Published in: on June 11, 2011 at 11:01 PM  Leave a Comment  

Chime by Franny Billingsley

This was such an excellent book. After reading the Book Smuggler’s review, I knew that I would probably love this book as much as they did too, and I’m not surprised to find that I was right, and now I want to read everything else the author wrote, and soon.

Briony is a witch. Not only that, but she is extremely wicked and deserves to be hanged. She informs the readers right at the beginning that this is who she is. Because she is a witch and wicked, she is responsible for her stepmother’s death, her sister Rose’s mental illness, and a host of other wrongs. Her powers come from the swamp and the Old Ones who live there, and she has promised Stepmother never to set foot there again, lest she be the cause of more suffering and death. When an intriguing young man by the name of Eldric begins living with Briony’s family, her fascination with him leads to the development of a friendship that prompts Briony to ask questions about whether she really is as wicked as she believes and whether or not she is capable of being a force for good.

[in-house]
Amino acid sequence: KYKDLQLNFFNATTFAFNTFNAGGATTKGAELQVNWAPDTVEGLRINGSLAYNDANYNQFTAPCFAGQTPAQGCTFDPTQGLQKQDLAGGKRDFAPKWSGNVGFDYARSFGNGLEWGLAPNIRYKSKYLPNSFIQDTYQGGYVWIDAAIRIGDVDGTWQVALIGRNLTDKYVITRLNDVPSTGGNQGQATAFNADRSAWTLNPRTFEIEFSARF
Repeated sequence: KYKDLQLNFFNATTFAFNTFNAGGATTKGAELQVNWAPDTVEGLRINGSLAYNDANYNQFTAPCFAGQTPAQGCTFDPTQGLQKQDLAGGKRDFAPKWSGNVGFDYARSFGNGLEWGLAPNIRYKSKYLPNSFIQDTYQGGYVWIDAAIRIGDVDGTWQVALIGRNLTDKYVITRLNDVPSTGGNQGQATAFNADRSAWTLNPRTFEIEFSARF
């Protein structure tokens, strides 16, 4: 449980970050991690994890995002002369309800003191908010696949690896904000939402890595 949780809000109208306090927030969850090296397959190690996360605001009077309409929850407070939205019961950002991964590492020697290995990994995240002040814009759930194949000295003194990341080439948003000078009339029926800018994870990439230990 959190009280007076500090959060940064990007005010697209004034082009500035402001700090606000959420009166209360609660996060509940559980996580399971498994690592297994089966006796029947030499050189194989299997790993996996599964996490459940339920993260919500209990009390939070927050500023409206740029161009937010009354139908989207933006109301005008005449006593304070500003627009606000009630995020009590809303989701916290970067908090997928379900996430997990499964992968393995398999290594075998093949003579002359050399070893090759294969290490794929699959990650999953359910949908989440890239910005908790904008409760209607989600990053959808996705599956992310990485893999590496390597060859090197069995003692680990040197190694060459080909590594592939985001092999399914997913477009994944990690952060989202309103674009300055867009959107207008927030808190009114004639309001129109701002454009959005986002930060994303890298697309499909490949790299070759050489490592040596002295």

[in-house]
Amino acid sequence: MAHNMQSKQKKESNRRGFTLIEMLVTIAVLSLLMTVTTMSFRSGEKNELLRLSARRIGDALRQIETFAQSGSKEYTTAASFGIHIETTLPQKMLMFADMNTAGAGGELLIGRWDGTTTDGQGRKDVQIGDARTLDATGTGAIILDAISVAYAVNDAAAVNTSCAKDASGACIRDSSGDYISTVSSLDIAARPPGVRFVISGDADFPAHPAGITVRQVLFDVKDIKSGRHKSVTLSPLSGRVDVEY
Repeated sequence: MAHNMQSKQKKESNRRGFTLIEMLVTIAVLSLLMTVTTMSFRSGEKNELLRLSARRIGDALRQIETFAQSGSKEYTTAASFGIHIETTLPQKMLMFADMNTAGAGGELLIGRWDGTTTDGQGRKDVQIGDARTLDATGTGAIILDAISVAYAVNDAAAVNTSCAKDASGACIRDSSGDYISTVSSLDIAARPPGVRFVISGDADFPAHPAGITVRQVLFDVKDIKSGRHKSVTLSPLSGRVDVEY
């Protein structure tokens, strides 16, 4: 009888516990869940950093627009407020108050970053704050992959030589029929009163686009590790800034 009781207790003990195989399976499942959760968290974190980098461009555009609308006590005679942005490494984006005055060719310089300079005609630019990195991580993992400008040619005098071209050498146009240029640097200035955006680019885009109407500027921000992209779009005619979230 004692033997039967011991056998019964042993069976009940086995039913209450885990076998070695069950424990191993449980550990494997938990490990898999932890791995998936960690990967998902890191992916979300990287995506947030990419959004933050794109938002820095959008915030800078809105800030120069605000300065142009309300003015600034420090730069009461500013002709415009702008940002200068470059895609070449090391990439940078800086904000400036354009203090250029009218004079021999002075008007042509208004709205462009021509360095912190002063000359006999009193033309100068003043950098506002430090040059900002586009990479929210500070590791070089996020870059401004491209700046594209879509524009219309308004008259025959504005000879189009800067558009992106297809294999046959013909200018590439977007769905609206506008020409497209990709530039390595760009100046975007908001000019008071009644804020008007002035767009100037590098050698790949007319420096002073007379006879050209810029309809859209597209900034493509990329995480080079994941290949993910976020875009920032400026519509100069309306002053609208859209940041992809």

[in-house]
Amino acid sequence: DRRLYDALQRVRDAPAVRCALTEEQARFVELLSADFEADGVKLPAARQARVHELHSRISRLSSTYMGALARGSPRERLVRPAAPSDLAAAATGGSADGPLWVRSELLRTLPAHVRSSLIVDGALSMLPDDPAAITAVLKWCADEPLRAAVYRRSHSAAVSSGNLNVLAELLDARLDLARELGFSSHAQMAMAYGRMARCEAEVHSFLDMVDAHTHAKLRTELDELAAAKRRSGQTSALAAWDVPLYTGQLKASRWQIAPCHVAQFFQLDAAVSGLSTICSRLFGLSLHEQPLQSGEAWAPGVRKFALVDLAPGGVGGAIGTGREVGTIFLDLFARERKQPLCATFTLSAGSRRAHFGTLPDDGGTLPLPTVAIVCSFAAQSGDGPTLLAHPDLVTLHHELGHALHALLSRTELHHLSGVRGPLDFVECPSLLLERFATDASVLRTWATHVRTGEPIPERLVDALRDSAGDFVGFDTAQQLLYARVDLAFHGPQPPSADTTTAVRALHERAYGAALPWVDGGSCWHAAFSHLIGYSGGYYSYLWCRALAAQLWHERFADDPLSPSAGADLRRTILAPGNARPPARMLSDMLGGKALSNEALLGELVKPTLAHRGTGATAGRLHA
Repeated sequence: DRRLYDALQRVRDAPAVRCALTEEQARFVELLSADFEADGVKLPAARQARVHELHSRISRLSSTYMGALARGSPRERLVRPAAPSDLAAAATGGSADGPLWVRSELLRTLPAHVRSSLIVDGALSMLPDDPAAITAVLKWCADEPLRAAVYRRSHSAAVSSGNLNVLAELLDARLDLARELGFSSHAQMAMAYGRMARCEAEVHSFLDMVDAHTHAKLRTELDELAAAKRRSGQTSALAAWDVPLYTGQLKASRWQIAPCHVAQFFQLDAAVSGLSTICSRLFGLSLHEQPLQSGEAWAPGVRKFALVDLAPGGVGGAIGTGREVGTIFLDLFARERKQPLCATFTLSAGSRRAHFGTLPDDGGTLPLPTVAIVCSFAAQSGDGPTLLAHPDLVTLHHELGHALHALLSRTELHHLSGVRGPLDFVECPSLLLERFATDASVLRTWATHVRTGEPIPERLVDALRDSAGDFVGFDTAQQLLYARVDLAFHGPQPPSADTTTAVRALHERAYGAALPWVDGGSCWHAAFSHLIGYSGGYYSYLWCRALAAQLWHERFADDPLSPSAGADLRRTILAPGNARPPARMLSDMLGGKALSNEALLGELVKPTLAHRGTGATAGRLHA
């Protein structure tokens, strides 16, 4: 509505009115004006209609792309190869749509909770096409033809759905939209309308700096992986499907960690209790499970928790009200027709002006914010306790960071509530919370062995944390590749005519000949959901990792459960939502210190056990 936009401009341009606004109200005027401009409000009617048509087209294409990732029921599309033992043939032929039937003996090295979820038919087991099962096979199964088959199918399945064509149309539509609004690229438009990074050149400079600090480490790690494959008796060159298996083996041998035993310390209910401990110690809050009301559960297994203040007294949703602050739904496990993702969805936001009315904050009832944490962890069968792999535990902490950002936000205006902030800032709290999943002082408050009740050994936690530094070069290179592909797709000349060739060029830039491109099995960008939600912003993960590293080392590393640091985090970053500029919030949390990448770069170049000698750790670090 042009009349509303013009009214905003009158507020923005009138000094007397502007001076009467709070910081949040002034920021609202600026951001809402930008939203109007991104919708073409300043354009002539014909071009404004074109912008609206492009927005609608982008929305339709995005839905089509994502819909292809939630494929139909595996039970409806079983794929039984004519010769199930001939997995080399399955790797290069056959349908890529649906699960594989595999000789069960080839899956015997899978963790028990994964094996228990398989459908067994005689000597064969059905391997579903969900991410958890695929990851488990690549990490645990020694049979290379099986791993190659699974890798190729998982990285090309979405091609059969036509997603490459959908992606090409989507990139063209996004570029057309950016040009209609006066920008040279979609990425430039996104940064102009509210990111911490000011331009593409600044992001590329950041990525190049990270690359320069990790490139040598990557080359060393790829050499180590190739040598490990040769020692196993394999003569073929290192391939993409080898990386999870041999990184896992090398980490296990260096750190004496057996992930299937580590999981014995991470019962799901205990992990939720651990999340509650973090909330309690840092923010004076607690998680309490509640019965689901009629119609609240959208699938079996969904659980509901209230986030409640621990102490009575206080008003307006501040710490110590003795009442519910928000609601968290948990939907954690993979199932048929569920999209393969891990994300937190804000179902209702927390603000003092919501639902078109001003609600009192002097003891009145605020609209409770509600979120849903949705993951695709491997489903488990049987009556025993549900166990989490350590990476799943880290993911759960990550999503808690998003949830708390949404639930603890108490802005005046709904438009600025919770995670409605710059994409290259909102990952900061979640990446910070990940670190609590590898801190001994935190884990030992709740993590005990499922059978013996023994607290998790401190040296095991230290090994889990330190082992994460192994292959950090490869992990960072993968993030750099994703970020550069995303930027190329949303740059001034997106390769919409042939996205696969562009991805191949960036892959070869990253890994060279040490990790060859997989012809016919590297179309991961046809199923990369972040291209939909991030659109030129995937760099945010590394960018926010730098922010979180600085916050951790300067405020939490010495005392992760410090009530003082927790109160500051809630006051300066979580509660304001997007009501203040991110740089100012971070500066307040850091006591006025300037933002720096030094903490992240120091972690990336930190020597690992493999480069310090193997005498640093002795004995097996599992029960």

The most distinguishing feature of the book is the writing and language used, both of which I loved. It’s seemingly straightforward, but then it twists slightly, in a sort of quirky shape that reflects the out-of-shape nature of Briony’s thoughts and the landscape itself. Everything about the language was so evocative and conjured up a modern day world overlaid with a richer, more magical one that not everyone can fully see. An example is how, at times, the language reflects the atmosphere and nature of the swamp, such as the abundance of words beginning with the letter “s”. While I liked the English countryside location for the swamp, a small part of me was wondering how awesome and different this story would have been if it had taken place in the American Southeast, like in the Everglades. The town atmosphere and collective thought-process would have been changed completely, but so many writers have written great horror stories in American swamps that I couldn’t help but be a little curious. In addition, I loved the swamp mythos the author created and all of the different types of Old Ones and spirits, particularly the names they had, such as the Boggy Mun and Mucky Face.